It was a key plot point in the saga of Mechele Linehan's arrest and murder conviction.
The letter from her alleged victim, Kent Leppink, warned his parents that if he was to wind up dead, Linehan and other conspirators were likely to blame. "Take Mechele DOWN. Make sure she is prosecuted," Leppink wrote in 1996, days before he was found shot dead near the Hope turnoff.
When it comes to swaying a jury, only an out-and-out confession can be more compelling than this kind of "letter from the grave," Linehan's lawyer argued recently.
Now it's up to a judge to decide if Linehan should still be charged with murder at all, given that a higher court has ruled that Lippink's letter and other important evidence should never have been allowed in her trial.
Defense lawyer Cynthia Strout is pushing for Judge Philip Volland -- the same judge who allowed the letter as evidence -- to throw out the indictment altogether.
"The grand jury was corrupted by the use of the same evidence that our court of appeals found caused Mrs. Linehan's trial to be fundamentally unfair," Strout argued in a hearing Thursday in Anchorage Superior Court.
Prosecutors counter that Linehan believed she stood to cash in on a $1 million life insurance policy upon Leppink's death at the hands of conspirator John Carlin, and would have been indicted even without the letter.
"There was more than sufficient evidence presented to the grand jury to sustain the indictment when the improper evidence is excised," prosecutor Paul Miovas wrote in opposition to the motion to dismiss.
If Volland allows the indictment to stand, Linehan would be back on trial for murder in April, barring yet another appeal or delay. If the judge agrees with Linehan's lawyer and rules that the original murder indictment hinged on evidence the appeals court has now disallowed, prosecutors would have to win a murder indictment against Linehan all over again.
Linehan was accused in 2006 of conspiring to kill Leppink. Prosecutors said the then-23-year-old Bush Company dancer manipulated the 36-year-old commercial fishermen into a marriage engagement and had him killed by Carlin, who was enamored with Linehan.
An Anchorage jury convicted her in 2007. But the Alaska Court of Appeals overturned the conviction in February 2010, saying she did not receive a fair trial and that Volland should not have allowed the jury to hear testimony about the movie "The Last Seduction" or Leppink's letter.
Throwing out the indictment would mean that prosecutors would have to convince another grand jury that Linehan should be charged with murder. A second jury trial would follow.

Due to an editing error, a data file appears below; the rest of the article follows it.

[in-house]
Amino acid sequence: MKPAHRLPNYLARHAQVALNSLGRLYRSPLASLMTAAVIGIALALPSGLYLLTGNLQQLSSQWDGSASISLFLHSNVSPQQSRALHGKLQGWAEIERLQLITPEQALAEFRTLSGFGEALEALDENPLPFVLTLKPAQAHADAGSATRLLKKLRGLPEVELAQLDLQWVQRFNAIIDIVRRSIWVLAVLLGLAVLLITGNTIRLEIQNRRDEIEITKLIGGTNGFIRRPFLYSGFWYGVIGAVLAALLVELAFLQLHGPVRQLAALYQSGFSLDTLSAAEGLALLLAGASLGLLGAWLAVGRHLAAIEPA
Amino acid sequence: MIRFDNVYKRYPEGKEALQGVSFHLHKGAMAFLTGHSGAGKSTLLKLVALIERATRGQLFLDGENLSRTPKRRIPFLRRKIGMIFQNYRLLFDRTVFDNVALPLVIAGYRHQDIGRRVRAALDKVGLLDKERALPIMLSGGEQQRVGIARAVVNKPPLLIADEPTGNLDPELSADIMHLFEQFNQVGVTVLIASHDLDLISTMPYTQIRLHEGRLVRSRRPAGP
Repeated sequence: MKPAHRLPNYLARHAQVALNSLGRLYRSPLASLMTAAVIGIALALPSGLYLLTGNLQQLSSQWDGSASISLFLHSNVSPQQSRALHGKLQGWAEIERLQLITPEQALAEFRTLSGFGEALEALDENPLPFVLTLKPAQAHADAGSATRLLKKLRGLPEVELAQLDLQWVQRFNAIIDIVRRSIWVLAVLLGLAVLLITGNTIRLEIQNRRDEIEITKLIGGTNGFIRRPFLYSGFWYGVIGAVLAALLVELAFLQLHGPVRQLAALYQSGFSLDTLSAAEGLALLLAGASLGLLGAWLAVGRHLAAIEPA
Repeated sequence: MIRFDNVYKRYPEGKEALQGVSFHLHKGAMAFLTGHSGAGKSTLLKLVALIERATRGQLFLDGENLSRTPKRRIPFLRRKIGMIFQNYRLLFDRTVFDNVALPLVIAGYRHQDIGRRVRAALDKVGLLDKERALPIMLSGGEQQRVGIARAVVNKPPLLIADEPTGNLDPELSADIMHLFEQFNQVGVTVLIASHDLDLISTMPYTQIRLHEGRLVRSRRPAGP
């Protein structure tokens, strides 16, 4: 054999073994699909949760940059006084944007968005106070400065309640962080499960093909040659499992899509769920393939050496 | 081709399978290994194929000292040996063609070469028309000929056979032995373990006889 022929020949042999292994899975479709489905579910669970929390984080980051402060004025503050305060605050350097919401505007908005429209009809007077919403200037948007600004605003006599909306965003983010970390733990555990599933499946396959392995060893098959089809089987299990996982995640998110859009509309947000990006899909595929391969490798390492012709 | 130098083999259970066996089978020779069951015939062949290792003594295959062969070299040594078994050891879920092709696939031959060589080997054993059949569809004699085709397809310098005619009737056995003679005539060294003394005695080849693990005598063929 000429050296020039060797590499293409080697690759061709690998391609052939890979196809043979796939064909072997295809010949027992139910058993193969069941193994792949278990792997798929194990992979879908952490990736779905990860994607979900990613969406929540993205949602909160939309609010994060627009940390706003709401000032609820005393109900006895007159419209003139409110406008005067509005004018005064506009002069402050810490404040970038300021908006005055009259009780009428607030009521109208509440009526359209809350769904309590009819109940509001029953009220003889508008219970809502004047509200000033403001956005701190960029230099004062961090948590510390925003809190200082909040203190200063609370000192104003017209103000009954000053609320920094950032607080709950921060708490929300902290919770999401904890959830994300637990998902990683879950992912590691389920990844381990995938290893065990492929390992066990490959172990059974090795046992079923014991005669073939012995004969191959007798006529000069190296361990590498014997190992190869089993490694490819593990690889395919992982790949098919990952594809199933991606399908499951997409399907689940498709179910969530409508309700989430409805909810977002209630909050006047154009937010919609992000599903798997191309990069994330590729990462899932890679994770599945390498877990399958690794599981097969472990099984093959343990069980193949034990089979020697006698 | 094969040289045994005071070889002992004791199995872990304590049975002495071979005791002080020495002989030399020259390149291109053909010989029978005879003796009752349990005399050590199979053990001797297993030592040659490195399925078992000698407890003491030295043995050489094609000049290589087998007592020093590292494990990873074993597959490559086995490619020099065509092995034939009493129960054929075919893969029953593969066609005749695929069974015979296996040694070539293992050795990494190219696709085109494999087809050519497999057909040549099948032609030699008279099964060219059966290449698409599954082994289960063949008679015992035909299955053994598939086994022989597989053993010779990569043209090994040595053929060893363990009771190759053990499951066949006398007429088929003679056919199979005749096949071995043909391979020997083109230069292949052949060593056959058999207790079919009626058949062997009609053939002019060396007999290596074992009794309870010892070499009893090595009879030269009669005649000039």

Volland asked both lawyers to present him with more information before making a decision. Among the questions: Did Linehan waive the right to challenge the indictment by failing to do so right away, rather than waiting until after the conclusion of her trial?
Miovas, the prosecutor, said the grand jury learned that Linehan, now 38, had the motive to kill Leppink regardless of the letter.
"The most relevant (motive) that we've all dealt with is the insurance policy and the million-dollar payout that arguably Mrs. Linehan was thinking was going to come her way," he said.
As the prosecutor talked, Linehan and her lawyer exchanged handwritten notes. Roughly a dozen people watched from the gallery and Leppink's parents listened over the phone.
Prosecutors took a risk by using the letter as evidence in the first place, Linehan's lawyer said. Such evidence should be presumed to be inadmissible, she argued. Now that the higher court has thrown the letter and other evidence out, it's time for prosecutors to try again for an indictment.
"The only fundamentally fair thing to do is to require them to do it again but do it right," Strout said.
Volland said that some of the evidence that he considered to be the most persuasive surfaced only in the grand jury presentation -- including testimony from Linehan's sister.
Volland said his decision could come as early as an Oct. 7 hearing. Whatever he decides, the losing side could once again appeal.
Volland told the lawyers that he allowed the use of the Leppink letter at the trial for a reason that no one has ever talked about. While one part of the letter said Linehan and other men in her life might be responsible if he died -- that was the most prejudicial part, the part presented to the grand jury -- there was another section of the letter that helped balance it out, Volland said.
In that part, Leppink told his parents that he wanted them to tell Linehan how much he loved her and to visit her in jail, he said.
The judge claimed he had been expecting Linehan's request to dismiss the indictment and had no problem with the higher court ruling that he should not have allowed the controversial evidence.
"You're not a real judge until you get overruled," he told the lawyers.